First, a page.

Mentions: When AseΔ11 was heterologously expressed in S. cerevisiae, the GC-MS analysis of base methanolysed cell extracts revealed the presence of an abundant peak corresponding to a hexadecenoic methyl ester with the characteristic ions m/z 268 and 236. The DMDS (dimethyl disulfide) derivative of this ester displayed the characteristic ions at m/z 245, 117 and  362, thus confirming a Δ11-double bond position. Further comparison of retention times with the reference compounds (E)-11-hexadecenoic acid methyl ester (E11-16:ME) and (Z)-11-hexadecenoic acid methyl ester (Z11-16:ME) confirmed a ¨Z¨ configuration of the double bond (Figure 3B and Additional file 1). AseΔ11-pYEXCHT produced significantly large amounts of (Z)-11-hexadecenoic acid (Z11-16:COOH), whereas the negative control (empty vector) produced much less of Z11-16:COOH, likely resulting from endogenous elongation of (Z)-9-tetradecenoic acid (Z9-14:COOH). In addition to Z11-16:COOH, the AseΔ11-pYEXCHT extract also contained (Δ)-11-dodecenoic acid (Δ11-12:COOH), (Z)-11-tetradecenoic acid (Z11-14:COOH), (E)-11-tetradecenoic acid (E11-14:COOH) and (Z)-11-pentadecenoic acid (Z11-15:COOH), as confirmed by the DMDS adducts of the methanolysis products. None of these acids were present in the negative control (Figure 3B). This Δ11-desaturase activity profile is a common pattern found in many moth species. Yet it is interesting that the Δ11-desaturase found in A. segetum shows no activity on 18:COOH but instead activities shifted towards C12-C16 acids. This distinguishes AseΔ11 from other identified and functionally characterized Δ11-desaturases that phylogenetically clustered into the same clade (Figure 2): its homolog found in Helicoverpa zea which is 16:COOH-specific [16], and possibly also from the homologs in Trichoplusia ni[27,28] and Spodoptera littoralis [29] that act on C14-C18 acids, as well as from an inactive copy from Mamestra brassicae [30]. This again exemplifies the biochemical diversity present amongst a small fraction of known moth pheromone biosynthetic Δ11-FADs, as compared to the conserved specificity and activity in Δ9-desaturase homologs, which are mostly metabolic.

Bottom Line: We first identified and functionally characterized a ∆11 Fatty-Acyl Desaturase and a Fatty-Acyl Reductase from the Turnip moth, Agrotis segetum.A 100 ml batch yeast culture produced on average 19.5 μg Z11-16:OH.This study is a first proof-of-principle that it is possible to "brew" biologically active moth pheromone components through in vitro co-expression of pheromone biosynthetic enzymes, without having to provide supplementary precursors.

View Article: PubMed Central - HTML - PubMed

Affiliation: Pheromone Group, Department of Biology, Lund University, Lund, Sweden. asa.hagstrom@biol.lu.se.

ABSTRACT

Background: Moths (Lepidoptera) are highly dependent on chemical communication to find a mate. Compared to conventional unselective insecticides, synthetic pheromones have successfully served to lure male moths as a specific and environmentally friendly way to control important pest species. However, the chemical synthesis and purification of the sex pheromone components in large amounts is a difficult and costly task. The repertoire of enzymes involved in moth pheromone biosynthesis in insecta can be seen as a library of specific catalysts that can be used to facilitate the synthesis of a particular chemical component. In this study, we present a novel approach to effectively aid in the preparation of semi-synthetic pheromone components using an engineered vector co-expressing two key biosynthetic enzymes in a simple yeast cell factory.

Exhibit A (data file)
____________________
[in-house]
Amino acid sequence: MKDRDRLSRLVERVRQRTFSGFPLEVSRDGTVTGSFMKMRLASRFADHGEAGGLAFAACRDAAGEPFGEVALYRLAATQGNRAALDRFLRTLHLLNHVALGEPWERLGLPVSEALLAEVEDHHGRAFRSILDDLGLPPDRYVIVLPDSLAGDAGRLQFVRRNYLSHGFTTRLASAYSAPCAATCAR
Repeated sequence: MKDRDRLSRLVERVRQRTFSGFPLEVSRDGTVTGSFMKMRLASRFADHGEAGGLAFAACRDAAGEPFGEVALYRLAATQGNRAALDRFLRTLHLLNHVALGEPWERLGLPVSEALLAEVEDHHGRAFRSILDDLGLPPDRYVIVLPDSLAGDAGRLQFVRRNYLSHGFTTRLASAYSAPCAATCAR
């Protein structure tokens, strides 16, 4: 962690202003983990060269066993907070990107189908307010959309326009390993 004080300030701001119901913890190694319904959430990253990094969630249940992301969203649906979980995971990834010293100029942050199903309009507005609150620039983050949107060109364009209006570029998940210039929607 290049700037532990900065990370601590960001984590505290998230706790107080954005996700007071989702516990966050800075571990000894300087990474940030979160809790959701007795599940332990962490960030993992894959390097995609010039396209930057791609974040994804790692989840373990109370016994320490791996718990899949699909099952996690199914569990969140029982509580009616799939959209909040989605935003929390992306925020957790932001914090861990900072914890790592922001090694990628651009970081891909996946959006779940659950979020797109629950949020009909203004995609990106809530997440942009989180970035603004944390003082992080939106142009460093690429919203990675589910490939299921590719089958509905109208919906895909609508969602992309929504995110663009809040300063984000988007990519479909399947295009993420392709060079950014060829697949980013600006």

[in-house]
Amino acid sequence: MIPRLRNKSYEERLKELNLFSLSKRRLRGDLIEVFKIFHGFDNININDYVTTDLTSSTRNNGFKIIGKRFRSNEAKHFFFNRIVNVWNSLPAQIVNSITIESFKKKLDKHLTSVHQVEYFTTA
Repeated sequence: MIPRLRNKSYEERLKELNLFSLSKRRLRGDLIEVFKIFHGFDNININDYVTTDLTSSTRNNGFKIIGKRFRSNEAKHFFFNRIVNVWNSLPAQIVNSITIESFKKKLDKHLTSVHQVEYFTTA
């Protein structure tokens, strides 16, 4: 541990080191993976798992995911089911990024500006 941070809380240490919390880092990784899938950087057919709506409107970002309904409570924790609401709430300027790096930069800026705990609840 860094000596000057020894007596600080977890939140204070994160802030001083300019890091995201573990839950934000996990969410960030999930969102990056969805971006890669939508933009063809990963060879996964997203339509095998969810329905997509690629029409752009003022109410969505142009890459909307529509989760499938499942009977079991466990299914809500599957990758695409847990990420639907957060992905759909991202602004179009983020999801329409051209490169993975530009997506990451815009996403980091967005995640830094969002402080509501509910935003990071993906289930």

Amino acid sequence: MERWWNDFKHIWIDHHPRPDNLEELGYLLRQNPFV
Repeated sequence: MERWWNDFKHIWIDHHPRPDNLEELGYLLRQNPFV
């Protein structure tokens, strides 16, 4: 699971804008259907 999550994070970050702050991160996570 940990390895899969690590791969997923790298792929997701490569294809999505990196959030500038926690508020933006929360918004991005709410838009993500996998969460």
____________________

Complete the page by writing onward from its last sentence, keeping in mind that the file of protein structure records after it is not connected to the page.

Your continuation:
Results: We first identified and functionally characterized a ∆11 Fatty-Acyl Desaturase and a Fatty-Acyl Reductase from the Turnip moth, Agrotis segetum. The ∆11-desaturase produced predominantly Z11-16:acyl, a common pheromone component precursor, from the abundant yeast palmitic acid and the FAR transformed a series of saturated and unsaturated fatty acids into their corresponding alcohols which may serve as pheromone components in many moth species. Secondly, when we co-expressed the genes in the Brewer's yeast Saccharomyces cerevisiae, a set of long-chain fatty acids and alcohols that are not naturally occurring in yeast were produced from inherent yeast fatty acids, and the presence of (Z)-11-hexadecenol (Z11-16:OH), demonstrated that both heterologous enzymes were active in concert. A 100 ml batch yeast culture produced on average 19.5 μg Z11-16:OH. Finally, we demonstrated that oxidized extracts from the yeast cells containing (Z)-11-hexadecenal and other aldehyde pheromone compounds elicited specific electrophysiological activity from male antennae of the Tobacco budworm, Heliothis virescens, supporting the idea that genes from different species can be used as a molecular toolbox to produce pheromone components or pheromone component precursors of potential use for control of a variety of moths.

Conclusions: This study is a first proof-of-principle that it is possible to "brew" biologically active moth pheromone components through in vitro co-expression of pheromone biosynthetic enzymes, without having to provide supplementary precursors. Substrates present in the yeast alone appear to be sufficient.

Show MeSH
Related in: MedlinePlus